How’s this for a sign of things getting back to normal: Americans are racking up billions in credit card debt again.
- Credit card spending increased for a second consecutive quarter, marking the return of normal seasonal patterns disrupted by the pandemic last year, Fed researchers said.
- After consumers paid down credit card debts significantly in previous quarters, balances are growing again.
- New mortgages and auto loans increased by near-record levels, driven by high prices for houses and cars.
Credit card balances increased by about $17 billion for the second quarter in a row, marking a return to normalcy, according to a quarterly report on consumer debt and credit released Tuesday by the Federal Reserve Bank of New York. While total credit card debt remains far below pre-pandemic levels, the uptick is a distinct contrast from the “wild gyrations” in card debt seen earlier in the pandemic when balances suddenly plummeted, researchers said.
“It looks much more like a reversion to the norm,” a Fed researcher said in a background call with reporters. “You can see the return of a much more normal pattern of consumption and personal income growth being reflected in the ways credit card balances evolved.”
Credit card debt plunged when the pandemic hit in 2020, as business closures left consumers with nowhere to spend and household finances were bolstered by stimulus payments and unemployment checks from the government. But this year shoppers began running up their bills again in the quarter ending in June, a trend that continued through the third quarter ending in September.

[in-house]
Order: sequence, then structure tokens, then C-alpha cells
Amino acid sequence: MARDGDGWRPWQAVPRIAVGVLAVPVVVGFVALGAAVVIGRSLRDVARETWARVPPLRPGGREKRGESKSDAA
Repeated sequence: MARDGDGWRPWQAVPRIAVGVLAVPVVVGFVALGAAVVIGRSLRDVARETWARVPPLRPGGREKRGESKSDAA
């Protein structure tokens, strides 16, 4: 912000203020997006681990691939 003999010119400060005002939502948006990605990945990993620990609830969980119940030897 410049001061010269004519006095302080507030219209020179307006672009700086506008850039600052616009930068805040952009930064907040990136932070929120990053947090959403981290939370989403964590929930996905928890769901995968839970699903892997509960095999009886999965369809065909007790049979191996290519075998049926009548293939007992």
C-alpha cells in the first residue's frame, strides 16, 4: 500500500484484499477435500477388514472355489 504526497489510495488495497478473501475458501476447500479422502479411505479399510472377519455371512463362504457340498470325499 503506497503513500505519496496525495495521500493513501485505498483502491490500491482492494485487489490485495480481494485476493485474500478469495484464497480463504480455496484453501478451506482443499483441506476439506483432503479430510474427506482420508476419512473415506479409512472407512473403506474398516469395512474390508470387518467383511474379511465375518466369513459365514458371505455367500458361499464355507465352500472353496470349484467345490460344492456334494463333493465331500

That’s a typical pattern: Consumers routinely accumulate large amounts of credit card debt in the fourth quarter due to holiday shopping, pay it off in the following quarter, and then gradually ramp back up again throughout the year.
Not only are consumers more willing to borrow these days, but banks are more inclined to lend to them. Financial institutions loosened their standards for mortgages, car loans, and credit cards in the third quarter, according to the findings of a separate quarterly survey of senior loan officers released Monday by the Federal Reserve.
Not everything was back to business as usual, however, according to the report on household debt and credit. A near-record $199 billion increase in new auto loans and leases (second only to the previous quarter) came mainly from the surge in the price of cars rather than increased sales. Consumers additionally took out $1.1 trillion in new mortgages, also a tad less than the record set the previous quarter, with the elevated amount likely due more to spiking home prices than to an increase in sales, Fed researchers said.
Fewer borrowers were behind on their payments, at least on paper. Delinquency rates—already at far below pre-pandemic levels because of forbearance programs such as the pause on student debt that ends in February—continued to decline across most loan types. There was a slight uptick in delinquent mortgages, however, due to the end of government forbearance programs in September.
Nov. 10, 2021: The sixth paragraph has been corrected after misstating the source of the survey of senior loan officers report as well as the day of its release. The story was originally published on Nov. 9.
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